Innovation, such as digital marketing, is reinventing the consumers’ path to purchase. The Egyptian e-commerce market is expected to grow at a rate of 33% annually to approximately $3bn by 2022, according to Oxford Business Group.
Source Beauty and disruption
The increase in e-commerce comes from rising internet penetration rates, driven by connected and digitally savvy millennials. Several platforms, both locally and internationally, such as the direct-to-consumer beauty platform Source Beauty, have disrupted the beauty industry in the region to drive their growth by truly connecting with their customers.
By being aware of the changing consumer behaviour trends in the e-commerce landscape, service providers like Source Beauty are continually fostering customer engagement with a community they have created. The customer service team, along with the editorial and marketing teams, respond to each comment and direct message, making customers feel listened to.
Lydia Schoonderbeek, the founder and CEO of Source Beauty, said:
“Egypt has traditionally been a price-driven market. After devaluation and high inflation rates, people have become much more price sensitive. People are consuming less and are shifting away from imported products due to price, accessibility and inconsistency in supply. As a result, they’re looking for local alternatives.”
In line with its digital transformation and financial inclusion agenda, the Egyptian government has set in place directives to raise the limit for electronic payments for individuals via mobile phones to EGP30,000 (USD1,905) per day, and EGP100,000 (USD6,350) per month, since March 2020. Traditionally, 70% of online purchases were cash on delivery, which has proven to be a major challenge to e-commerce growth throughout the region. This preference has changed to credit card payments, increasing to 30% from 16% due to the spread of Covid-19, but it remains to be seen whether purchasing behaviors will be affected in the long term.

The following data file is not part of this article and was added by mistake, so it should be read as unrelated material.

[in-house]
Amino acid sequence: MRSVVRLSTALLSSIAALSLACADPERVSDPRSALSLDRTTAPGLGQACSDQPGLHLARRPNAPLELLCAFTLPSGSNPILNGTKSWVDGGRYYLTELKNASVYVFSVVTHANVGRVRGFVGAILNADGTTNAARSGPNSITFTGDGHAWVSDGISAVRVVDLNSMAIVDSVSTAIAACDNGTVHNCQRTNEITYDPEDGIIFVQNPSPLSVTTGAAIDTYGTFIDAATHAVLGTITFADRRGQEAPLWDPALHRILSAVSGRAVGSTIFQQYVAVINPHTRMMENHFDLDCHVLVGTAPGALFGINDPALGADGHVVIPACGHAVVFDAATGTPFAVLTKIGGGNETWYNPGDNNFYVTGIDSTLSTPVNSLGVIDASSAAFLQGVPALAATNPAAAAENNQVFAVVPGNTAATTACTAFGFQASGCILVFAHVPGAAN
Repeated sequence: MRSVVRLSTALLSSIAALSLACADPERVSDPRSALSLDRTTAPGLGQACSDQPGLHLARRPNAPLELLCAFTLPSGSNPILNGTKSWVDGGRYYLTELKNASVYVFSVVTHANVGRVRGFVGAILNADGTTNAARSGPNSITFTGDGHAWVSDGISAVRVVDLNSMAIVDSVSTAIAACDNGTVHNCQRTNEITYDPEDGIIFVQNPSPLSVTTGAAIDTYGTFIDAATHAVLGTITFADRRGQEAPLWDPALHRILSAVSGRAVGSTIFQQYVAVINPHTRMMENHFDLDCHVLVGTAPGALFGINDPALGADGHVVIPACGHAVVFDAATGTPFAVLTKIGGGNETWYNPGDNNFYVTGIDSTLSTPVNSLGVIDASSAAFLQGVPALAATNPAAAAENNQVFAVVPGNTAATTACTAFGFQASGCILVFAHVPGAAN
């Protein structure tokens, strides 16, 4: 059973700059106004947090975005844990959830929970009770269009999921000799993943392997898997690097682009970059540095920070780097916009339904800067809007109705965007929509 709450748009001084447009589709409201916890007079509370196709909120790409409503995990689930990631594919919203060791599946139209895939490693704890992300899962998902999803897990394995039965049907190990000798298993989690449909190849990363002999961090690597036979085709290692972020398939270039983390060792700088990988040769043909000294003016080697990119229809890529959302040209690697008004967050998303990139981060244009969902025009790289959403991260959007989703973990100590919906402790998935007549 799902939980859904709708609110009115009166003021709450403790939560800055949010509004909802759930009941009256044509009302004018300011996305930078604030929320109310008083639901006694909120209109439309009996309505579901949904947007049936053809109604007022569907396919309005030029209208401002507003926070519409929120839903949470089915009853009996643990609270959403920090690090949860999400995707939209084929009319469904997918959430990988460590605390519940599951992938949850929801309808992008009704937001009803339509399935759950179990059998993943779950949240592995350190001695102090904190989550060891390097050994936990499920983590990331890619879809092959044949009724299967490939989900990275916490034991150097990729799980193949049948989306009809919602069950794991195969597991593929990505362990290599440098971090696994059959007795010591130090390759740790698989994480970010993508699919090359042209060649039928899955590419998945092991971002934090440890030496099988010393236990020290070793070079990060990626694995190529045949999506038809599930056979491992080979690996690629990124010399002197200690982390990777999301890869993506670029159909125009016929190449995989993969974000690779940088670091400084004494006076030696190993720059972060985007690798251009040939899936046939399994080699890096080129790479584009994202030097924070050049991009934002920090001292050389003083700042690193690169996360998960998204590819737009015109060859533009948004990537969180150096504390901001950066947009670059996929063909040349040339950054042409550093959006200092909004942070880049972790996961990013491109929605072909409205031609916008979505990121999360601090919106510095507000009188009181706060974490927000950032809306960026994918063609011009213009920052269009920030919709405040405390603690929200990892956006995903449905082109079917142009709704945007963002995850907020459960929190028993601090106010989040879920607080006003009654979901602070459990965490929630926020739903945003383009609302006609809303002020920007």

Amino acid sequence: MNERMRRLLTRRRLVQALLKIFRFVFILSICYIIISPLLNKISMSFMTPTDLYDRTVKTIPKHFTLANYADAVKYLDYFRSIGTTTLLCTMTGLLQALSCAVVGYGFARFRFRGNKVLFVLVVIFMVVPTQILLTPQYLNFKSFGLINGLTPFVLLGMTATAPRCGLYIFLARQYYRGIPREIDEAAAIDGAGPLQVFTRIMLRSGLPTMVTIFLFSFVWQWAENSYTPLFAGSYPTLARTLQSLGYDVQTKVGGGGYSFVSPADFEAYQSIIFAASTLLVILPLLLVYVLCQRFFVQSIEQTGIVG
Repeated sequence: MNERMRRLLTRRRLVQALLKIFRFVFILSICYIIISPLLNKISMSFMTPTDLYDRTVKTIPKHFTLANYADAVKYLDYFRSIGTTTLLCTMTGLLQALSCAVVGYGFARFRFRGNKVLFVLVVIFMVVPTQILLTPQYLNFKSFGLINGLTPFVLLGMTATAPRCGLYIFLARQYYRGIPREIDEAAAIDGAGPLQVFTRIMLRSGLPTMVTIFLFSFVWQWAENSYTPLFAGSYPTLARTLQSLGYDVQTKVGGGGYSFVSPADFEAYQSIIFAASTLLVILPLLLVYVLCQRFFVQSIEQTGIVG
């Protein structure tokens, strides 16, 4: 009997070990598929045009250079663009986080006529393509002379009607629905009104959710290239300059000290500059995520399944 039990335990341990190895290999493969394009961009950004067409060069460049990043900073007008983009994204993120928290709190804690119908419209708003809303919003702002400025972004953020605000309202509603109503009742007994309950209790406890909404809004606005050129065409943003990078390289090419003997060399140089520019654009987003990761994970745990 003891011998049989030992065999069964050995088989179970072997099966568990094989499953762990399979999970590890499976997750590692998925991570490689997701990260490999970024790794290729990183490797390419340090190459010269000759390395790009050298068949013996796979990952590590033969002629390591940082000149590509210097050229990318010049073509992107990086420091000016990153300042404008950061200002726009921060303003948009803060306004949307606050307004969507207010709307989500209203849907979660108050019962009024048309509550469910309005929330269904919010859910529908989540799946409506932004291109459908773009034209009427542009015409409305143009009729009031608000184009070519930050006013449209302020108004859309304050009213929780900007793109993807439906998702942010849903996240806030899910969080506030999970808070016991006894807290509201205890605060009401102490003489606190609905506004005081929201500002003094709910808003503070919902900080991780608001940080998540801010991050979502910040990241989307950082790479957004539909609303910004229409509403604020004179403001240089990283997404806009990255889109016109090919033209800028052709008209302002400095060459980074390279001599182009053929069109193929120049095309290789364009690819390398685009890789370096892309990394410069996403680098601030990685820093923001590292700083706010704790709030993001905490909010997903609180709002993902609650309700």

The CEO of Source Beauty further added that, the company had seen substantial growth thanks to the COVID-19 global pandemic, with existing and new customers wanting to limit in-person beauty services and adhering to social distancing and mask-wearing requirements. Beauty customers, she says were changing spending habits, moving towards products that allow them to recreate the salon experience in their homes and protect them from the potential impact of an increasingly digital lifestyle. Finally, she believes they have seen customers prioritising skincare and haircare purchases over makeup.
The question is, ‘Is anyone in Egypt going to buy beauty products online?’. Who thought people would buy books on the internet from a website called Amazon! Well, the answer seems to be YES. Consumer spending in Egypt on non-essential goods has reached EGP 3.90bn in 2020 and is set to reach 8.81bn in 2021, according to FitchSolution’s 2021 Report.
According to the Egyptian e-commerce beauty company, Source Beauty, it believes that the world is in an era where consumers are looking to associate with brands and not products, to make their beauty purchasing decisions and this is where homegrown brands like theirs will doubtlessly lead to economic growth in Egypt.